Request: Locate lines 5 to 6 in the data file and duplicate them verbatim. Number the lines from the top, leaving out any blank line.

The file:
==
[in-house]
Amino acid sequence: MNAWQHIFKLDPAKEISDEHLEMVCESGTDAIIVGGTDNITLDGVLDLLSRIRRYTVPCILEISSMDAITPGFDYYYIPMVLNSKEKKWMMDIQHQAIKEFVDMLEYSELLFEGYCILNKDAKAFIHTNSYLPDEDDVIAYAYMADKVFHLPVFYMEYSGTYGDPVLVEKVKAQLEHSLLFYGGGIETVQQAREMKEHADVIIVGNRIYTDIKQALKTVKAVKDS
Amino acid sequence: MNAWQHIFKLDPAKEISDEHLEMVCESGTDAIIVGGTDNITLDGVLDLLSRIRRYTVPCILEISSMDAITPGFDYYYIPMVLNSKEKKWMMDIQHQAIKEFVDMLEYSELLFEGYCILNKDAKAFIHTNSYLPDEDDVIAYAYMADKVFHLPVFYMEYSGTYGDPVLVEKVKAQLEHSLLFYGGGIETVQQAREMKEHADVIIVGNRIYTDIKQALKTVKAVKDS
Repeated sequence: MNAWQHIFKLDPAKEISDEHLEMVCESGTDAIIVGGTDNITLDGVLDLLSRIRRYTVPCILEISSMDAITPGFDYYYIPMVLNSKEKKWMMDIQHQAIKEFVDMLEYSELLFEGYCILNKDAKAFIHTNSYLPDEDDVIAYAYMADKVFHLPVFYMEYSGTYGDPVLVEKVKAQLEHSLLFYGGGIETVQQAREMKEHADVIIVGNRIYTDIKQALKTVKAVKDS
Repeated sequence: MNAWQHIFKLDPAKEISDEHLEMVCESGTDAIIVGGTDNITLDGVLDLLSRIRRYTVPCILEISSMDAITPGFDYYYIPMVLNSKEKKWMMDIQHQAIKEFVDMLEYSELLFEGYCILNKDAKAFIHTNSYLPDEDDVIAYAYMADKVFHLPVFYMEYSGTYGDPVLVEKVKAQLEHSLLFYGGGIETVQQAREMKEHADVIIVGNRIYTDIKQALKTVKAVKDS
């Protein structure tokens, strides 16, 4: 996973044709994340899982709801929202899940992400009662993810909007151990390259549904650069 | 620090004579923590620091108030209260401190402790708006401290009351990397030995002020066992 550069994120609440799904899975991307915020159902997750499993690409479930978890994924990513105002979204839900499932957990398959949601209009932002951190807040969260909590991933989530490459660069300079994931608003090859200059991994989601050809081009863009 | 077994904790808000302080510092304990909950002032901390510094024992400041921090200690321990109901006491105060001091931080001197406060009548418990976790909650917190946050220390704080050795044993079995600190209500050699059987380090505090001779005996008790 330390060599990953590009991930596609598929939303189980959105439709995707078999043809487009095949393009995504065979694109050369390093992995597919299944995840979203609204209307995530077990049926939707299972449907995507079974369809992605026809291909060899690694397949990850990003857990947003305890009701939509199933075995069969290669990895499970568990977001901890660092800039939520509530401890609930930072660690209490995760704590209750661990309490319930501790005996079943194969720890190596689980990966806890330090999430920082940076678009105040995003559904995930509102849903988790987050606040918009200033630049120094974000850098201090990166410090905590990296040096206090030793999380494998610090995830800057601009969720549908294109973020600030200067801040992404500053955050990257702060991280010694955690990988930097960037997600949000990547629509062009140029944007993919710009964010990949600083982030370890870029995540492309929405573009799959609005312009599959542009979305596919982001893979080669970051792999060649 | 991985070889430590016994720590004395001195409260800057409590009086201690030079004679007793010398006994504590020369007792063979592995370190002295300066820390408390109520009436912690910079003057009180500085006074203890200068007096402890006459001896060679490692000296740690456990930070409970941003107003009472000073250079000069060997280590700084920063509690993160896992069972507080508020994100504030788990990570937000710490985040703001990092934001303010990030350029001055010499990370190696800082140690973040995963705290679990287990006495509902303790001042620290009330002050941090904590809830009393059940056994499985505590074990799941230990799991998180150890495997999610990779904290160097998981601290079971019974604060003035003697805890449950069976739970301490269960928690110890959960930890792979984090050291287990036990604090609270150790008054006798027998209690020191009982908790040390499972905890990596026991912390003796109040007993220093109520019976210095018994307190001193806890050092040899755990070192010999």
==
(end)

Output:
Repeated sequence: MNAWQHIFKLDPAKEISDEHLEMVCESGTDAIIVGGTDNITLDGVLDLLSRIRRYTVPCILEISSMDAITPGFDYYYIPMVLNSKEKKWMMDIQHQAIKEFVDMLEYSELLFEGYCILNKDAKAFIHTNSYLPDEDDVIAYAYMADKVFHLPVFYMEYSGTYGDPVLVEKVKAQLEHSLLFYGGGIETVQQAREMKEHADVIIVGNRIYTDIKQALKTVKAVKDS
């Protein structure tokens, strides 16, 4: 996973044709994340899982709801929202899940992400009662993810909007151990390259549904650069 | 620090004579923590620091108030209260401190402790708006401290009351990397030995002020066992 550069994120609440799904899975991307915020159902997750499993690409479930978890994924990513105002979204839900499932957990398959949601209009932002951190807040969260909590991933989530490459660069300079994931608003090859200059991994989601050809081009863009 | 077994904790808000302080510092304990909950002032901390510094024992400041921090200690321990109901006491105060001091931080001197406060009548418990976790909650917190946050220390704080050795044993079995600190209500050699059987380090505090001779005996008790 330390060599990953590009991930596609598929939303189980959105439709995707078999043809487009095949393009995504065979694109050369390093992995597919299944995840979203609204209307995530077990049926939707299972449907995507079974369809992605026809291909060899690694397949990850990003857990947003305890009701939509199933075995069969290669990895499970568990977001901890660092800039939520509530401890609930930072660690209490995760704590209750661990309490319930501790005996079943194969720890190596689980990966806890330090999430920082940076678009105040995003559904995930509102849903988790987050606040918009200033630049120094974000850098201090990166410090905590990296040096206090030793999380494998610090995830800057601009969720549908294109973020600030200067801040992404500053955050990257702060991280010694955690990988930097960037997600949000990547629509062009140029944007993919710009964010990949600083982030370890870029995540492309929405573009799959609005312009599959542009979305596919982001893979080669970051792999060649 | 991985070889430590016994720590004395001195409260800057409590009086201690030079004679007793010398006994504590020369007792063979592995370190002295300066820390408390109520009436912690910079003057009180500085006074203890200068007096402890006459001896060679490692000296740690456990930070409970941003107003009472000073250079000069060997280590700084920063509690993160896992069972507080508020994100504030788990990570937000710490985040703001990092934001303010990030350029001055010499990370190696800082140690973040995963705290679990287990006495509902303790001042620290009330002050941090904590809830009393059940056994499985505590074990799941230990799991998180150890495997999610990779904290160097998981601290079971019974604060003035003697805890449950069976739970301490269960928690110890959960930890792979984090050291287990036990604090609270150790008054006798027998209690020191009982908790040390499972905890990596026991912390003796109040007993220093109520019976210095018994307190001193806890050092040899755990070192010999």